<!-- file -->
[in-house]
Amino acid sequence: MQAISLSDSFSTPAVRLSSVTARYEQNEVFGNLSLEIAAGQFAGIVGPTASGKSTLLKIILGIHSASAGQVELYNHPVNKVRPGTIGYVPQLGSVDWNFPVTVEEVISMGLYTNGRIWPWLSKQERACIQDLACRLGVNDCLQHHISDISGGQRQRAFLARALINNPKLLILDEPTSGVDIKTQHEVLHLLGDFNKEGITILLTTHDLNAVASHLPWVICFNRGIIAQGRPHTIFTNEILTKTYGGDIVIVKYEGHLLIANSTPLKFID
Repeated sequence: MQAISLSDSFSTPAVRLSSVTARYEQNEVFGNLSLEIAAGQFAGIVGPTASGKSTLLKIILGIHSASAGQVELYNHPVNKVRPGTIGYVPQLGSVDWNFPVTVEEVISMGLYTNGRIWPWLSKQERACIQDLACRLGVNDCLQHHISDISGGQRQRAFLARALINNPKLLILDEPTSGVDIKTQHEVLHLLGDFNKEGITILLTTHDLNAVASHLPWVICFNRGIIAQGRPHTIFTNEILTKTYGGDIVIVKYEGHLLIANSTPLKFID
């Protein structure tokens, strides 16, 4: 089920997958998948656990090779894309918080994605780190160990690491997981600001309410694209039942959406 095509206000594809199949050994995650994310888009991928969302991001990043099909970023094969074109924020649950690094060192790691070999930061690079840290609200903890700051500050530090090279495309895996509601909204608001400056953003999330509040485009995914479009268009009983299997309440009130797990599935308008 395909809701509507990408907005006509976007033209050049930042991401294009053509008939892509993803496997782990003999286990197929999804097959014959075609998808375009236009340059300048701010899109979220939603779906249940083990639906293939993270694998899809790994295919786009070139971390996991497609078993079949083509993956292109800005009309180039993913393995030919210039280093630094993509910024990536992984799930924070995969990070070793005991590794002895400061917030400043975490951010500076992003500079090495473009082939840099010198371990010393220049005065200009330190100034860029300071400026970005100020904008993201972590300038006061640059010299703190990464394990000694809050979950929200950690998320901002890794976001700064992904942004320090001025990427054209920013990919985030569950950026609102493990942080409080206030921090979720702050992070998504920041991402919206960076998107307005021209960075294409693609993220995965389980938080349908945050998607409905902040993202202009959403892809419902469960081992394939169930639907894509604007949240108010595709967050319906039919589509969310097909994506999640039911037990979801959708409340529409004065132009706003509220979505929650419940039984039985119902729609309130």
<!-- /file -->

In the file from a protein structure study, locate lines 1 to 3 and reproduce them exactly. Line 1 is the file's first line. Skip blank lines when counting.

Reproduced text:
[in-house]
Amino acid sequence: MQAISLSDSFSTPAVRLSSVTARYEQNEVFGNLSLEIAAGQFAGIVGPTASGKSTLLKIILGIHSASAGQVELYNHPVNKVRPGTIGYVPQLGSVDWNFPVTVEEVISMGLYTNGRIWPWLSKQERACIQDLACRLGVNDCLQHHISDISGGQRQRAFLARALINNPKLLILDEPTSGVDIKTQHEVLHLLGDFNKEGITILLTTHDLNAVASHLPWVICFNRGIIAQGRPHTIFTNEILTKTYGGDIVIVKYEGHLLIANSTPLKFID
Repeated sequence: MQAISLSDSFSTPAVRLSSVTARYEQNEVFGNLSLEIAAGQFAGIVGPTASGKSTLLKIILGIHSASAGQVELYNHPVNKVRPGTIGYVPQLGSVDWNFPVTVEEVISMGLYTNGRIWPWLSKQERACIQDLACRLGVNDCLQHHISDISGGQRQRAFLARALINNPKLLILDEPTSGVDIKTQHEVLHLLGDFNKEGITILLTTHDLNAVASHLPWVICFNRGIIAQGRPHTIFTNEILTKTYGGDIVIVKYEGHLLIANSTPLKFID